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Mind your Manners, Part 1

"Greeting protocols"
By: Josie O. Santamaria, psychologist and Certified Life CoachMind your Manners, Part 1

Have you ever felt unsure or confused about what to do in social situations when you want to know the right and proper way to do something? There are many tips, depending on the kind of social occasion. The ones given below should prove helpful for many of them. Good manners convey not only breeding but also respect for self and respect for others. 


●  Close female friends may hug and kiss each other on the cheeks when they meet.

●  For those who do not fall under that category, consider the following: greet the eldest or most important person first.

●  A firm, brief, and confident handshake, with a warm smile, is the standard greeting. Avoid pumping the other person’s hand or giving a “wilted” and weak handshake or “fingershake.”

●  It has become a habit among Filipinos to have “beso-beso” (buss or kiss on the cheek) not only among women but even between a man and woman. A younger person should wait to be bussed or kissed by an older woman; a woman who is junior in status, waits for the woman with a higher status to buss or kiss her. If the latter does not initiate, a friendly handshake suffices. A man always waits for a woman to give him her cheek. A young woman waits for an older man or a man with stature to initiate the manner of greeting.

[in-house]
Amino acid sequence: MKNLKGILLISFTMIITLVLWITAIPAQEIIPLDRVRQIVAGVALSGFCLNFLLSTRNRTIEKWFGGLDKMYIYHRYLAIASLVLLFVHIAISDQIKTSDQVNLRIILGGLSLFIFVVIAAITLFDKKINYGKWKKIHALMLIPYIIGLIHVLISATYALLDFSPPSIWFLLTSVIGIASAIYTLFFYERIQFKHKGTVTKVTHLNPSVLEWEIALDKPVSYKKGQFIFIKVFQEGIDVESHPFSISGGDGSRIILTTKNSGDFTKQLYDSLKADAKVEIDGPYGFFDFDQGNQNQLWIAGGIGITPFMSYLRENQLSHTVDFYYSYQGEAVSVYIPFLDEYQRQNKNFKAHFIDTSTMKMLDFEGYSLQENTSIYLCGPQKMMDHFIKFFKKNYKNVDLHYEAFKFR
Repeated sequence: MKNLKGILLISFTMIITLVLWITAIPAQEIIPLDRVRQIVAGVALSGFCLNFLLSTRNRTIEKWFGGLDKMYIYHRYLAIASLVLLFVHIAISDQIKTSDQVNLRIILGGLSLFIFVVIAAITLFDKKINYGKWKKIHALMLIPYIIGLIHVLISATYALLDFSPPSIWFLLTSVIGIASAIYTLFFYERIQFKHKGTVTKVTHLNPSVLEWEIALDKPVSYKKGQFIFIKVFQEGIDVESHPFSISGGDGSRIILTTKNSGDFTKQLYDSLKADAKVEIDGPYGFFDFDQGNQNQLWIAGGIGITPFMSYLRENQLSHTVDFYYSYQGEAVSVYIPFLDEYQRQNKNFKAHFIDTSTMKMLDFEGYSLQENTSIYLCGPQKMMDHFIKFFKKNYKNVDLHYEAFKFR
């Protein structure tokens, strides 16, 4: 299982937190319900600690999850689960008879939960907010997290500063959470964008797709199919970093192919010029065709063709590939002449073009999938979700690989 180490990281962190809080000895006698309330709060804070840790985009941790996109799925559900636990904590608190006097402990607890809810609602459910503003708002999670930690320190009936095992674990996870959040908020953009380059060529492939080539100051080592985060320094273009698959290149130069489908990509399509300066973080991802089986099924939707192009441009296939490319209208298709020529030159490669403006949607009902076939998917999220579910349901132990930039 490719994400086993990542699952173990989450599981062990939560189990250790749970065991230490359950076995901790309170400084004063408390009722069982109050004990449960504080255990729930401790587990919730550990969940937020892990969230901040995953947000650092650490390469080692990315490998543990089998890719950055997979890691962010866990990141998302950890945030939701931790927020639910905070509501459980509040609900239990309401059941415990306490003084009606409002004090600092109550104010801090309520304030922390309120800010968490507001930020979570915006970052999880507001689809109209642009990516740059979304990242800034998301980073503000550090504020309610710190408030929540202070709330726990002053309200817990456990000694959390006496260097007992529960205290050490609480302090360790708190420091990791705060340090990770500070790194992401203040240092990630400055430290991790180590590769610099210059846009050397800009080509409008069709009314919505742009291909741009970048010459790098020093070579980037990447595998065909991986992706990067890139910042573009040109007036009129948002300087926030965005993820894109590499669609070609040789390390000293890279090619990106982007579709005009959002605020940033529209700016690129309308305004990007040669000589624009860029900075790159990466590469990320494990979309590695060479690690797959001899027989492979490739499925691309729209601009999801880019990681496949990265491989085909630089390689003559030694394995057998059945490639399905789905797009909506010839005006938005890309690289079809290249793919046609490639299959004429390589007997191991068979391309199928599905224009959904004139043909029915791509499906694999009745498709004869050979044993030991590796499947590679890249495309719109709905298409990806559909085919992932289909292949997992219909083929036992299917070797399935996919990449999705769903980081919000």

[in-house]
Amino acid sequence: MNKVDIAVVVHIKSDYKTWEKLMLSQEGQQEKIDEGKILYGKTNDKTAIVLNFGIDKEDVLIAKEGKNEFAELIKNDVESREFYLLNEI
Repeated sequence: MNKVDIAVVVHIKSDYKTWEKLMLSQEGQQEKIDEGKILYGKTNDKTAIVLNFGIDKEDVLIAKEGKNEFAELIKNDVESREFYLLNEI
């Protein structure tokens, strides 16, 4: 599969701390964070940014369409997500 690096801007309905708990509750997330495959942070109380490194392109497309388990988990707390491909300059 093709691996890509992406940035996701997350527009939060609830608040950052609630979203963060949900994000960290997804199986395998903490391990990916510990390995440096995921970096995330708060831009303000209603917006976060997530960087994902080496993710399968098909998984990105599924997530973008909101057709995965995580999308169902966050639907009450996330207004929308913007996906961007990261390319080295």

●  Maintain eye contact during the greeting. Avoid shaking the hand of a person while looking at another.

●  Filipinos are very particular about titles and positions. Always address a person with his profession (i.e., Dr., Atty., Engineer, Architect, etc.) followed by the surname. Even past and present positions are appended to the surname of the person (i.e., Secretary, USEC, ASEC, Justice, Chief Justice, Judge, etc.)  Never call a person by his first name or nickname unless invited to do so.

Read more:
Mind your Manners, Part 2
Mind your Manners, Part 3
Mind your Manners, Part 4
Mind your Manners, Part 5
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